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Obama By A Coin Flip

At 6 P.M. on Tuesday night, Crystal Viagran is standing on a street corner in East Austin, Texas, holding an Obama sign above her head. In less than an hour, she ditches the sign and walks toward Govalle Elementary School, the primary voting and caucus site for Precinct 426, and picks up a manila packet containing all the instructions for conducting that night’s precinct convention. Crystal, 32, who works as a student adviser at the University of Texas, her alma mater, was elected precinct convention chair in 2006 by a total of three votes. That’s how many people showed up to caucus. “Back in 2004, the year I moved to this neighborhood, nine people showed up,” says Crystal, practically apologizing. “We don’t tend to get much turnout here.”

At 6:45, fifteen minutes before the caucus’s scheduled start time, well over 200 people are lined up outside. They will help choose 27 delegates to the county convention on March 29. The large number of elderly Hispanics in her precinct made Crystal think that Clinton would probably eke out a narrow victory, but she also had a sense that Obama had peeled off some soft Clinton supporters--enough to make it close.

As the the line grows longer and the temperature drops, the elderly and handicapped are allowed to wait inside. They sit at long lunch tables shoved to the back of the cafeteria, swapping names of people they know in common, and, like school kids gathered for an unexpected assembly, periodically asking one another what, exactly, they’re gathered here to do. For all but a few of the 50 people waiting--many of whom fondly recalled voting for JFK in 1960--this is their first ever caucus.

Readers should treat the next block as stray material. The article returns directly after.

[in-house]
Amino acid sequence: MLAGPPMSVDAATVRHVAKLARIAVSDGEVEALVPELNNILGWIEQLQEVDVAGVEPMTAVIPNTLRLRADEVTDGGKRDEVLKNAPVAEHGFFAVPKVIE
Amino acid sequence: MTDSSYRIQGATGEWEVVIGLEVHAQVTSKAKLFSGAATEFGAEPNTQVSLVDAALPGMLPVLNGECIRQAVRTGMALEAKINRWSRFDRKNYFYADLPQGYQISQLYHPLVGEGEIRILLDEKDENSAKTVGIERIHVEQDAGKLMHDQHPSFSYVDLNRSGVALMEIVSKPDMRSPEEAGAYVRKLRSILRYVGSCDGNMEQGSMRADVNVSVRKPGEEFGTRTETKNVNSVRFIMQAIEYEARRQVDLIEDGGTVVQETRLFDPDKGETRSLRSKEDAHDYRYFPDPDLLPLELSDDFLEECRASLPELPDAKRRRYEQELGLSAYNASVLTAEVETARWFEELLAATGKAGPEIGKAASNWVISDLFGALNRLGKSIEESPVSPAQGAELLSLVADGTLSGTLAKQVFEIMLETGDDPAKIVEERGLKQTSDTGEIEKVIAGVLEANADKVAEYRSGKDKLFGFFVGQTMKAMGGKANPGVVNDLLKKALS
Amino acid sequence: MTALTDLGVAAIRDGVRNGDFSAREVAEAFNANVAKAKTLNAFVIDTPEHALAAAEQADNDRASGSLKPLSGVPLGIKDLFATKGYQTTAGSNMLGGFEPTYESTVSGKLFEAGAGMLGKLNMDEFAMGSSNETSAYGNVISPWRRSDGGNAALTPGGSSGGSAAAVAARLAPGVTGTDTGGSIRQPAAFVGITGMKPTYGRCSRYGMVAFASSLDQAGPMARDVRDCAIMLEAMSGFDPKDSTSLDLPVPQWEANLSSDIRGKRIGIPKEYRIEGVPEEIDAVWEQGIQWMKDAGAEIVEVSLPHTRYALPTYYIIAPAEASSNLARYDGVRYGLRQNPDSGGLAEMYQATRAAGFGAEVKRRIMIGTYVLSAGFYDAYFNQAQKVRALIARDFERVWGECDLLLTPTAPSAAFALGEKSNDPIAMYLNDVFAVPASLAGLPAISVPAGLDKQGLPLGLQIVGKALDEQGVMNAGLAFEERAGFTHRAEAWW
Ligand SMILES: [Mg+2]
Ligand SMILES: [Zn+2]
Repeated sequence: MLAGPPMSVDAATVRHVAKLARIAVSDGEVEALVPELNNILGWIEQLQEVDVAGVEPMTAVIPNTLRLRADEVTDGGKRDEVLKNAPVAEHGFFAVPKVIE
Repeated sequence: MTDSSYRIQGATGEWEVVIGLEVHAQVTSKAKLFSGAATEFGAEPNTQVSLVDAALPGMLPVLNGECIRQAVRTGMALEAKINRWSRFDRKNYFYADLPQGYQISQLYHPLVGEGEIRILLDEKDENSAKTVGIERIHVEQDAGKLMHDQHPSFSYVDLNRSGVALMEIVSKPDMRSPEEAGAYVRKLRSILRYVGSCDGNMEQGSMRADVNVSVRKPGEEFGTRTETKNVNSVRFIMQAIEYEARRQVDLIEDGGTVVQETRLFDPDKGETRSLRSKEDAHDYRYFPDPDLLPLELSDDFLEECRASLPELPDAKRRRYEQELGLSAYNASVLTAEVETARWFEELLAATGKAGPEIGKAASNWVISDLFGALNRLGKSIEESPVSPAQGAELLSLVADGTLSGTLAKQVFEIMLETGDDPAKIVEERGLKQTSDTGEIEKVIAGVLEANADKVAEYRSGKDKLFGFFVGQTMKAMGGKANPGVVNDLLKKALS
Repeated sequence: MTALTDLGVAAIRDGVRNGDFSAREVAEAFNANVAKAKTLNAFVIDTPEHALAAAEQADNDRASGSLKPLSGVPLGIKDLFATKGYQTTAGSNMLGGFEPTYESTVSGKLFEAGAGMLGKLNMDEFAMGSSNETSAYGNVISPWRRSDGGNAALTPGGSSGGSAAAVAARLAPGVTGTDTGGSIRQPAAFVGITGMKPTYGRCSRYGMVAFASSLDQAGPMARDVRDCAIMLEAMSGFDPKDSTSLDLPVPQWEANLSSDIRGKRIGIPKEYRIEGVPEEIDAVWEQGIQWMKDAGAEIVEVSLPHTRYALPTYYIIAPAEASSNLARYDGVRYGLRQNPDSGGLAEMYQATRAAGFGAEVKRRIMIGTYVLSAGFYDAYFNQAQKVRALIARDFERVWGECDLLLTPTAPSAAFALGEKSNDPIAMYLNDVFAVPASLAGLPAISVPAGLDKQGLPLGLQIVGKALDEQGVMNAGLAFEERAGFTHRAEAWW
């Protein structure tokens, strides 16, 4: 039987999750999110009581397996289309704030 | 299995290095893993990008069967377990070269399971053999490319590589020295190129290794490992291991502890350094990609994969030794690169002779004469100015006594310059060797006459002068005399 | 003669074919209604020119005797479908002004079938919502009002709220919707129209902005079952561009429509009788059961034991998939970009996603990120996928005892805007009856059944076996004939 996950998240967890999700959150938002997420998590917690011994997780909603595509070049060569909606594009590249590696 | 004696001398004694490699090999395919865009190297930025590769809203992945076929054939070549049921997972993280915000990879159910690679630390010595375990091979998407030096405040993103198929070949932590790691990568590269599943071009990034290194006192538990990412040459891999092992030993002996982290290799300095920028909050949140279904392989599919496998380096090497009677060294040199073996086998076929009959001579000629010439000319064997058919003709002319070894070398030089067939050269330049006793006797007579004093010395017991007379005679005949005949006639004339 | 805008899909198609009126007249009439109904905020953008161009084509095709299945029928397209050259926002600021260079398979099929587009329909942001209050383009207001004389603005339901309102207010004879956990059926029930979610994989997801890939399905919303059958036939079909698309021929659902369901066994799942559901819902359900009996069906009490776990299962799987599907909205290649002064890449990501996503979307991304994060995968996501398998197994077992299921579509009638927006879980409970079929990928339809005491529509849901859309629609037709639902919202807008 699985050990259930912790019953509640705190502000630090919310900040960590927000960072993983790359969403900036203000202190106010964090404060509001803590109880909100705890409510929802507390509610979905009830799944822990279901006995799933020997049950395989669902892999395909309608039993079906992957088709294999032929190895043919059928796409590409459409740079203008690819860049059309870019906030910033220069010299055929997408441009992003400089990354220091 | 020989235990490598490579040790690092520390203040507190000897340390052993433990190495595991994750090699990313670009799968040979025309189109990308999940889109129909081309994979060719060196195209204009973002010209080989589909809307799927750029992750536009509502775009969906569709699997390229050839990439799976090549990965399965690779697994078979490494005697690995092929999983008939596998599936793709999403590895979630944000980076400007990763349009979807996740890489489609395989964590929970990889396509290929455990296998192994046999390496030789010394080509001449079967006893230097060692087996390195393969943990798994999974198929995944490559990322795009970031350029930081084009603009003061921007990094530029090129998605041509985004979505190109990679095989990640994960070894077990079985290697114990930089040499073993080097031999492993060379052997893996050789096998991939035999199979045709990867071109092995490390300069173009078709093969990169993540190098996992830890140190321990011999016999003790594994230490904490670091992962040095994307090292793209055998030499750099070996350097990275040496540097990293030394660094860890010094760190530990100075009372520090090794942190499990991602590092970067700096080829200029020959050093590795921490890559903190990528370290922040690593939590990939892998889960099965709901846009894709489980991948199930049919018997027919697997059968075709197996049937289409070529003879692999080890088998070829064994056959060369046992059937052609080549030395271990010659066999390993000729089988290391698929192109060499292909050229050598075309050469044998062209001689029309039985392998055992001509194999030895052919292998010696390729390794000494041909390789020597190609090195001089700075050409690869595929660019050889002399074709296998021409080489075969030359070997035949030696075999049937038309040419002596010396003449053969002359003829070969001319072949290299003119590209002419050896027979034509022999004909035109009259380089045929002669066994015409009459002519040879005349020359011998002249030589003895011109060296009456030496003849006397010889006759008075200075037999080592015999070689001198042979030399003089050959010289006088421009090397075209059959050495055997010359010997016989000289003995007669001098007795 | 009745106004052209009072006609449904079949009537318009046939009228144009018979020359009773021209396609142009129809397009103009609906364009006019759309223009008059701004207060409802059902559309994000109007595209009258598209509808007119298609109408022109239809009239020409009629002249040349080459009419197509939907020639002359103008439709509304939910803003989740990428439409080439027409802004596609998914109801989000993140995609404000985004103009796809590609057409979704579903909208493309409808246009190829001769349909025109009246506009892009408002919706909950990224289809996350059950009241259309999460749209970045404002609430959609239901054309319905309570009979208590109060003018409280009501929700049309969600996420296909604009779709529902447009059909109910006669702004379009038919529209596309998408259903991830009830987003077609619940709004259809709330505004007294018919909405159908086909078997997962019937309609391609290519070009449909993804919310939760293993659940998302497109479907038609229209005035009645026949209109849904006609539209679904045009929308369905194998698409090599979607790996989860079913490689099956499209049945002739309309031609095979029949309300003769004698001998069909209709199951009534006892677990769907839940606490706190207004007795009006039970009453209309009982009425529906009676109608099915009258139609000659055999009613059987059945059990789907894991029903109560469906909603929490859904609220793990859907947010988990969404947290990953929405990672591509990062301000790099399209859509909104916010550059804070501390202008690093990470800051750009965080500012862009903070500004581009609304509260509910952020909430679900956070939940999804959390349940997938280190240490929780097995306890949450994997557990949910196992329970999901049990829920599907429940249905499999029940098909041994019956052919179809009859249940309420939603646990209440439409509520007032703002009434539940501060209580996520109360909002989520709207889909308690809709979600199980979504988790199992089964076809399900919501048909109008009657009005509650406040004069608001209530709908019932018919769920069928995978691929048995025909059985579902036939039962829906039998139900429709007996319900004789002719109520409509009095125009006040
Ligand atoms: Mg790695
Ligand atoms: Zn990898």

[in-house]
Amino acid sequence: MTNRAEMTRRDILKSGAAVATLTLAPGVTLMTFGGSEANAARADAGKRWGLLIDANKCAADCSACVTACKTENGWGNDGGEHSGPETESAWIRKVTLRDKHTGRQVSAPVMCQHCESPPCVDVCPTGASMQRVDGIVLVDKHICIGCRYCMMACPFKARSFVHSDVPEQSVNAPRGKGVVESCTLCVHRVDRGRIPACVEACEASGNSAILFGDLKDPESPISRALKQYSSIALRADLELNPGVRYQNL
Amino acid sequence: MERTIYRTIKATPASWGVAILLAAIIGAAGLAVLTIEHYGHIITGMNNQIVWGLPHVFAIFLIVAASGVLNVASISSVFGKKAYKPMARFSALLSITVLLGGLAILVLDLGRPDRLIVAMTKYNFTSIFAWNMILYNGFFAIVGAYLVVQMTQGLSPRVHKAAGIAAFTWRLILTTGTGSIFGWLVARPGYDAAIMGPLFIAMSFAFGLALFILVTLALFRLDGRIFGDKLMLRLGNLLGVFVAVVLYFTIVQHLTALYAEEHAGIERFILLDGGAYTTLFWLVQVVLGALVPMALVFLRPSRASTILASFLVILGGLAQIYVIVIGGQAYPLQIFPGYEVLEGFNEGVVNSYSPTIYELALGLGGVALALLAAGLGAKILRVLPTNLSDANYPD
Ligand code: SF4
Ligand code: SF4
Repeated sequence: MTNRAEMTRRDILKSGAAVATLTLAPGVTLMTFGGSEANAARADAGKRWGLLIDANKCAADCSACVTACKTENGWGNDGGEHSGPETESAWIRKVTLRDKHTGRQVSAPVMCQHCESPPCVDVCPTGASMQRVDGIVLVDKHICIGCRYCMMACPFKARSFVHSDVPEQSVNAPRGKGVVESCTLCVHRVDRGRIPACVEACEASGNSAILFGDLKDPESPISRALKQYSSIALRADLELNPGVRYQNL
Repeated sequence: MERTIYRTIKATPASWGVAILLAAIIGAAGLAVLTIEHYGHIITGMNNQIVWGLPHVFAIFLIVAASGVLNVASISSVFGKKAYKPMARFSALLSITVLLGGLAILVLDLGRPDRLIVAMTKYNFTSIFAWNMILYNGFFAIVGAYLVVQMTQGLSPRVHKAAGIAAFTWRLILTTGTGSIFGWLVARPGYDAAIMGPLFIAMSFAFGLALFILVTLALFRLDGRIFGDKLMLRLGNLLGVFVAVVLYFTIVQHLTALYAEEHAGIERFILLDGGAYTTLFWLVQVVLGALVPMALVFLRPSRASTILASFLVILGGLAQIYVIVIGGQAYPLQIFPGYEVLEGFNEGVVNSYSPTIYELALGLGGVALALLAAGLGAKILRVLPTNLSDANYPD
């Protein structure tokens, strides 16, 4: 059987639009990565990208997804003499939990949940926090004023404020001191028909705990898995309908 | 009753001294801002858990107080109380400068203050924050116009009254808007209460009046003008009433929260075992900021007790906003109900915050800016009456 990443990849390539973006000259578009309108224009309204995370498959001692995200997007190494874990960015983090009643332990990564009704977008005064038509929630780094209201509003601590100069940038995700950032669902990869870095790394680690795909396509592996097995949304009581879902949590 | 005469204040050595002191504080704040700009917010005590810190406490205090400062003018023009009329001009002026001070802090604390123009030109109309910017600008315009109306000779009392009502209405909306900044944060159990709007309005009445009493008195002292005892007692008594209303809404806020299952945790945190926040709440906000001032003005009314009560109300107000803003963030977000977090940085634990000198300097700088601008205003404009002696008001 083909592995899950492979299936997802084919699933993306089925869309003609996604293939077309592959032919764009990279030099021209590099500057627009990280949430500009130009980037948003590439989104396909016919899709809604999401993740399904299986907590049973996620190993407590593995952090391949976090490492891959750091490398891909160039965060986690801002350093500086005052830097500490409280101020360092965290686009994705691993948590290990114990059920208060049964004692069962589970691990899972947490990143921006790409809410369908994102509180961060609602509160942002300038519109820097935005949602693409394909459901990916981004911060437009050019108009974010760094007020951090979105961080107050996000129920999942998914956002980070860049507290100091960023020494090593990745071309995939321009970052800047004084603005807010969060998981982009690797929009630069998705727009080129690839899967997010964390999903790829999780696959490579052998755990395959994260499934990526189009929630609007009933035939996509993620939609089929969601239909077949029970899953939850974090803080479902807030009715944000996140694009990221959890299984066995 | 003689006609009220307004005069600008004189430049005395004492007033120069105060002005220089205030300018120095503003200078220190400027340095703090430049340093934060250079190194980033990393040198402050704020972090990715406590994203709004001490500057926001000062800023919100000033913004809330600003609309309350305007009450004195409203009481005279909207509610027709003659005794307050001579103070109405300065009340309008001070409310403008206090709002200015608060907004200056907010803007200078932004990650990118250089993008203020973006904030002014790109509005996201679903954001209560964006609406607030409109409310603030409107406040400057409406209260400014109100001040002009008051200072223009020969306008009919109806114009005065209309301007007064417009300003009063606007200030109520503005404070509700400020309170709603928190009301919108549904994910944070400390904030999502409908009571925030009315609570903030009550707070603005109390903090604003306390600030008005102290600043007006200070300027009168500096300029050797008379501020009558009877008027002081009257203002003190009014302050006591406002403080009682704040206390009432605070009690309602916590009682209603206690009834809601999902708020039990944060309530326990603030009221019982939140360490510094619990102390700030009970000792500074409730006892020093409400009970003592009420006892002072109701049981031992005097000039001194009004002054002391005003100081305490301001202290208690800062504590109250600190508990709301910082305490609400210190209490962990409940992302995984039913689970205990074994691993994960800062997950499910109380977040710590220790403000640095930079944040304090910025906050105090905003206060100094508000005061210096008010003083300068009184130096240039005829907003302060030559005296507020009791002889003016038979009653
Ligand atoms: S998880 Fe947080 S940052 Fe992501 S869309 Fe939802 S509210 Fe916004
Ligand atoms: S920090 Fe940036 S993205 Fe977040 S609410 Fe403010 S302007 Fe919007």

Before she lets anyone else in, Crystal urgently needs fifty more copies of the sign-in sheets; only six of these forms, labeled “Exhibit A,” were included in the packet. Finally, by 8:20, there are a surplus of sign-in sheets, and two school desks--one for Obama, the other for Clinton--are set up in the cafeteria. That’s when the 256 caucusgoers stream in.

Several precinct captains for both candidates usher Clinton supporters to one side, Obama’s to the other. As expected, Hispanics tend toward the former, African Americans and young Anglos who’d been priced out of their previous neighborhoods toward the latter--but, to my racially-profiling eyes, there’s still plenty of crossover.

For many longtime residents of this barrio east of I-35--what Ryan Duran, Obama’s Director of Hispanic outreach for Travis County and an East Austin native, half-ironically described to me as “the proverbial other side of the tracks”--this was the first time in their adult lives that they felt they’d been really noticed (a phrase that came up again and again) and encouraged to take part in a precinct convention. They responded by showing up in droves.